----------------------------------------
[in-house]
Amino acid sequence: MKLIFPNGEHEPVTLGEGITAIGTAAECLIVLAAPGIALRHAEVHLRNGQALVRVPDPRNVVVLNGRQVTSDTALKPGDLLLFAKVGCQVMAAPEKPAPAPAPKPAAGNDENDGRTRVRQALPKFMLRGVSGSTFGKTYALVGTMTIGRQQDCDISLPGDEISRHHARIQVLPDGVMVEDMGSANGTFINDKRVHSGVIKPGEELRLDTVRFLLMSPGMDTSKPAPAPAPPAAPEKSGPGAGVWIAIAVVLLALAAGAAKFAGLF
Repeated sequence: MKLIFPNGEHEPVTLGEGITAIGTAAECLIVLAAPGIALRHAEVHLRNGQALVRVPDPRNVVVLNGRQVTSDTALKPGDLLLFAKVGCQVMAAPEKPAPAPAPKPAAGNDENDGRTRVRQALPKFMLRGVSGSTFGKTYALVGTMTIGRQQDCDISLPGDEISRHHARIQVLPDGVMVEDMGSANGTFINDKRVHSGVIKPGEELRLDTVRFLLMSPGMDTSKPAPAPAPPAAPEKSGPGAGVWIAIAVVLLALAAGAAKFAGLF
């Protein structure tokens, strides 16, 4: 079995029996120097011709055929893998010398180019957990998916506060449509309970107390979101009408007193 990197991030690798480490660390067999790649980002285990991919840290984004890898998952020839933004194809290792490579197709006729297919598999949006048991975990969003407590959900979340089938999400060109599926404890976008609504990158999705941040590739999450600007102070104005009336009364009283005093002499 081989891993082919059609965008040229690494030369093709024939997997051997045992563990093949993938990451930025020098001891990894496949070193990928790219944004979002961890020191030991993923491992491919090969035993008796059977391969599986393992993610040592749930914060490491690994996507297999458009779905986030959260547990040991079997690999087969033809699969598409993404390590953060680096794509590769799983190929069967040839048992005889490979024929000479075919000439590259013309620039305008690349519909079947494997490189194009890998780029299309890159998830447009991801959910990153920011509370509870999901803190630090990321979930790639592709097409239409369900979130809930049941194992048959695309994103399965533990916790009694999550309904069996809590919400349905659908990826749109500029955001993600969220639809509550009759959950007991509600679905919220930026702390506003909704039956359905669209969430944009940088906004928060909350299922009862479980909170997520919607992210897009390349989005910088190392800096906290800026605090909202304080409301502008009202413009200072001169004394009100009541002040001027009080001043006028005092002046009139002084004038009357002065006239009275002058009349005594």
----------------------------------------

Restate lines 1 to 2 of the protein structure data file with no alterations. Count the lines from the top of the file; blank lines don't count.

[in-house]
Amino acid sequence: MKLIFPNGEHEPVTLGEGITAIGTAAECLIVLAAPGIALRHAEVHLRNGQALVRVPDPRNVVVLNGRQVTSDTALKPGDLLLFAKVGCQVMAAPEKPAPAPAPKPAAGNDENDGRTRVRQALPKFMLRGVSGSTFGKTYALVGTMTIGRQQDCDISLPGDEISRHHARIQVLPDGVMVEDMGSANGTFINDKRVHSGVIKPGEELRLDTVRFLLMSPGMDTSKPAPAPAPPAAPEKSGPGAGVWIAIAVVLLALAAGAAKFAGLF